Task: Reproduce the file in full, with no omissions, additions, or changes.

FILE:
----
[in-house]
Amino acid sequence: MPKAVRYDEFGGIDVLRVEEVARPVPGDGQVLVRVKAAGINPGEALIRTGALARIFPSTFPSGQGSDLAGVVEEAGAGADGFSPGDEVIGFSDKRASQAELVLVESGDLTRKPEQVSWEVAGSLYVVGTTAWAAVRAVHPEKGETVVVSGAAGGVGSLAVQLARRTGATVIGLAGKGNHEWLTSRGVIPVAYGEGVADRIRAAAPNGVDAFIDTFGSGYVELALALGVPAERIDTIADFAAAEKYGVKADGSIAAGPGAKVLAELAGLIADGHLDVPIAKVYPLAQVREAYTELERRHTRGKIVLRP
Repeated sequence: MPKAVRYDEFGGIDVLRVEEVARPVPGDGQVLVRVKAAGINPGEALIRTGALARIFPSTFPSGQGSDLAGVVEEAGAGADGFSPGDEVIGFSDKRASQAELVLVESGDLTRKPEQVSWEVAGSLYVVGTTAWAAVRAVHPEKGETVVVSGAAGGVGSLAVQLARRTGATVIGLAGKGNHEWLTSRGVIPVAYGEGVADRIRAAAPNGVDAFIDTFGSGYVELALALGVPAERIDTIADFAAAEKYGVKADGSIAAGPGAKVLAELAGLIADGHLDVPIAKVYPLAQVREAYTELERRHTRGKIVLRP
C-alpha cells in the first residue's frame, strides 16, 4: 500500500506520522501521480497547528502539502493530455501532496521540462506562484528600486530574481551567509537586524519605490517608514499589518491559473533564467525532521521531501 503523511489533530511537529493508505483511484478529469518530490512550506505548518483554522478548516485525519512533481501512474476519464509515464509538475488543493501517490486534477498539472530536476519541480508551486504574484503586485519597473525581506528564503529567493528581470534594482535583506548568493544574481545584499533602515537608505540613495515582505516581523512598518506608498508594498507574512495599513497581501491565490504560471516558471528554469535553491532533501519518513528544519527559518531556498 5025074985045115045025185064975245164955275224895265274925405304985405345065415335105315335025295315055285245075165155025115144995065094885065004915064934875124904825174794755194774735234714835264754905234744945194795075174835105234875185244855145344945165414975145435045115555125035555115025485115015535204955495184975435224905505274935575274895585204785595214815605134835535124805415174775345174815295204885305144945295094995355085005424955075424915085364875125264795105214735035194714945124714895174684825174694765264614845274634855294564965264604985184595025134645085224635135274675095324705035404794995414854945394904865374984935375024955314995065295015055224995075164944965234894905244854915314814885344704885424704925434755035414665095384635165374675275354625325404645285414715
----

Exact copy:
[in-house]
Amino acid sequence: MPKAVRYDEFGGIDVLRVEEVARPVPGDGQVLVRVKAAGINPGEALIRTGALARIFPSTFPSGQGSDLAGVVEEAGAGADGFSPGDEVIGFSDKRASQAELVLVESGDLTRKPEQVSWEVAGSLYVVGTTAWAAVRAVHPEKGETVVVSGAAGGVGSLAVQLARRTGATVIGLAGKGNHEWLTSRGVIPVAYGEGVADRIRAAAPNGVDAFIDTFGSGYVELALALGVPAERIDTIADFAAAEKYGVKADGSIAAGPGAKVLAELAGLIADGHLDVPIAKVYPLAQVREAYTELERRHTRGKIVLRP
Repeated sequence: MPKAVRYDEFGGIDVLRVEEVARPVPGDGQVLVRVKAAGINPGEALIRTGALARIFPSTFPSGQGSDLAGVVEEAGAGADGFSPGDEVIGFSDKRASQAELVLVESGDLTRKPEQVSWEVAGSLYVVGTTAWAAVRAVHPEKGETVVVSGAAGGVGSLAVQLARRTGATVIGLAGKGNHEWLTSRGVIPVAYGEGVADRIRAAAPNGVDAFIDTFGSGYVELALALGVPAERIDTIADFAAAEKYGVKADGSIAAGPGAKVLAELAGLIADGHLDVPIAKVYPLAQVREAYTELERRHTRGKIVLRP
C-alpha cells in the first residue's frame, strides 16, 4: 500500500506520522501521480497547528502539502493530455501532496521540462506562484528600486530574481551567509537586524519605490517608514499589518491559473533564467525532521521531501 503523511489533530511537529493508505483511484478529469518530490512550506505548518483554522478548516485525519512533481501512474476519464509515464509538475488543493501517490486534477498539472530536476519541480508551486504574484503586485519597473525581506528564503529567493528581470534594482535583506548568493544574481545584499533602515537608505540613495515582505516581523512598518506608498508594498507574512495599513497581501491565490504560471516558471528554469535553491532533501519518513528544519527559518531556498 5025074985045115045025185064975245164955275224895265274925405304985405345065415335105315335025295315055285245075165155025115144995065094885065004915064934875124904825174794755194774735234714835264754905234744945194795075174835105234875185244855145344945165414975145435045115555125035555115025485115015535204955495184975435224905505274935575274895585204785595214815605134835535124805415174775345174815295204885305144945295094995355085005424955075424915085364875125264795105214735035194714945124714895174684825174694765264614845274634855294564965264604985184595025134645085224635135274675095324705035404794995414854945394904865374984935375024955314995065295015055224995075164944965234894905244854915314814885344704885424704925434755035414665095384635165374675275354625325404645285414715